Wednesday, October 1, 2008

Yarmuth and Chandler Are Exempt From The C-J's Criticism Of House Vote

The Courier-Journal today takes to task the House Republicans who voted against the bailout legislation on Monday:

Particularly galling was the defection of most House Republicans, who generally explained their opposition to the bailout either as a matter of principle or accused the Democrats of causing its defeat.

Nonsense. The notion of a principled stand has no application to the House GOP, which has acquiesced to the Bush administration on ruinous tax cuts, the unnecessary war in Iraq and condoning torture. This resistance to a Bush measure was a craven attempt to play to the anti-bailout mood of the public, which will prove temporary once the pain cuts more broadly.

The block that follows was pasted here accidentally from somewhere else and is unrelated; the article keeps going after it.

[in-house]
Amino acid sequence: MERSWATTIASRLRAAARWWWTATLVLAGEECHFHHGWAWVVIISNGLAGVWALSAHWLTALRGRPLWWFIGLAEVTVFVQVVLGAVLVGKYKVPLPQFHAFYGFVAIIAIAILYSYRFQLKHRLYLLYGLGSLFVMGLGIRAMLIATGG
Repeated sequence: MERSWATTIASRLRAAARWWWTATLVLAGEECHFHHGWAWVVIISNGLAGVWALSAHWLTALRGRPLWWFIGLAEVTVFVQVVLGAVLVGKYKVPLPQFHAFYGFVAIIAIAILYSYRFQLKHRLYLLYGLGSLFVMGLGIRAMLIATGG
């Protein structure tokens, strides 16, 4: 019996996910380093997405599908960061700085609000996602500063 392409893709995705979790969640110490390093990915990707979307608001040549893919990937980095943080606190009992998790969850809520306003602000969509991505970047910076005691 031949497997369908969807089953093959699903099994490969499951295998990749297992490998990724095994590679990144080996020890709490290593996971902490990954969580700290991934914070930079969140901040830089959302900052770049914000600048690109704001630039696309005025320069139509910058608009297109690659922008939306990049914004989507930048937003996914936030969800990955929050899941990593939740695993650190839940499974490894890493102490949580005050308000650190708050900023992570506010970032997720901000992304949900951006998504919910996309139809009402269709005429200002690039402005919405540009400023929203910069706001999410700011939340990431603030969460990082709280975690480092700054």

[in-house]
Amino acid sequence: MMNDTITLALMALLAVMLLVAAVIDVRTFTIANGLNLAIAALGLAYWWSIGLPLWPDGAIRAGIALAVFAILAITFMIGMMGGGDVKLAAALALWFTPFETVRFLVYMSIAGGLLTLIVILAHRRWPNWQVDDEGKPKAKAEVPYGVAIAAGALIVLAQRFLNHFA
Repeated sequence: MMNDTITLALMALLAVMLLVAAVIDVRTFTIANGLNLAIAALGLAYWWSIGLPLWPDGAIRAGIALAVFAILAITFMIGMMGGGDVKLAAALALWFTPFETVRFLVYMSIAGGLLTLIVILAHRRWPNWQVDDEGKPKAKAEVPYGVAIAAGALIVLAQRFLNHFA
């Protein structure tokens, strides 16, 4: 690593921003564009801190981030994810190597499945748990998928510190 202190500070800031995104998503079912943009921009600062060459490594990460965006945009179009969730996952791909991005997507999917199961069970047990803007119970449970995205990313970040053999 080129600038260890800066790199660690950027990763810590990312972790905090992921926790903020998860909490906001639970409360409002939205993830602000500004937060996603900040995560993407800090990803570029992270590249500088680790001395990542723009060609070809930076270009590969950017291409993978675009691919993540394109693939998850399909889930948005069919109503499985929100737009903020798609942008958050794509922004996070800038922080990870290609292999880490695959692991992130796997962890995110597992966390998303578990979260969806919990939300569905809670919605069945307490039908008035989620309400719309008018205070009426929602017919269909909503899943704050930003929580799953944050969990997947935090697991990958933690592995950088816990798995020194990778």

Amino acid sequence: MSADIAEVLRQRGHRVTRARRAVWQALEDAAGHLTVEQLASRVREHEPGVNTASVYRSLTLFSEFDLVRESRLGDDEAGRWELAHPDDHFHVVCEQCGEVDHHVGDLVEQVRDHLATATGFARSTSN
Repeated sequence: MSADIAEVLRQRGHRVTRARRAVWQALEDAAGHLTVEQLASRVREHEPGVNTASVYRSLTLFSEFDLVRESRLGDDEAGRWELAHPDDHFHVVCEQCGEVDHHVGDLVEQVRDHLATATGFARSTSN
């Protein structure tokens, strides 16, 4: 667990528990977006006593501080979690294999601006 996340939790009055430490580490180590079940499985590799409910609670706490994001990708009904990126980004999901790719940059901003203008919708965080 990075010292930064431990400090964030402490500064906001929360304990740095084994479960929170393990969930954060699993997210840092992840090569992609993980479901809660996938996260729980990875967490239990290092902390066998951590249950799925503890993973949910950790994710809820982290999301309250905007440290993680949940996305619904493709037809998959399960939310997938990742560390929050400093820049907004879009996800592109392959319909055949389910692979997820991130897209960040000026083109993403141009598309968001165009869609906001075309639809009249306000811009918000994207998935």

In contrast, the C-J makes no mention of Congressmen John Yarmuth and Ben Chandler -- both Democrats who also voted no.

One would think from reading the C-J's editorial that House Republicans controlled the fate of the bill on Monday. Except that, last time we checked, the Democrats have the majority in Congress -- and, unlike in the Senate, the Republicans have no filibuster power in the House.

It would be nice if the C-J would at least place some blame on the Democrats at least some of the time for the nation's ills. Count on Obama putting lipstick on a flying pig before that happens.

Update: On Politico's list of Congressmen who may change their vote from nay to aye, neither Yarmuth nor Chandler is mentioned. Nor is any other member of the Kentucky delegation. So much for the influence of the C-J's editorial board!

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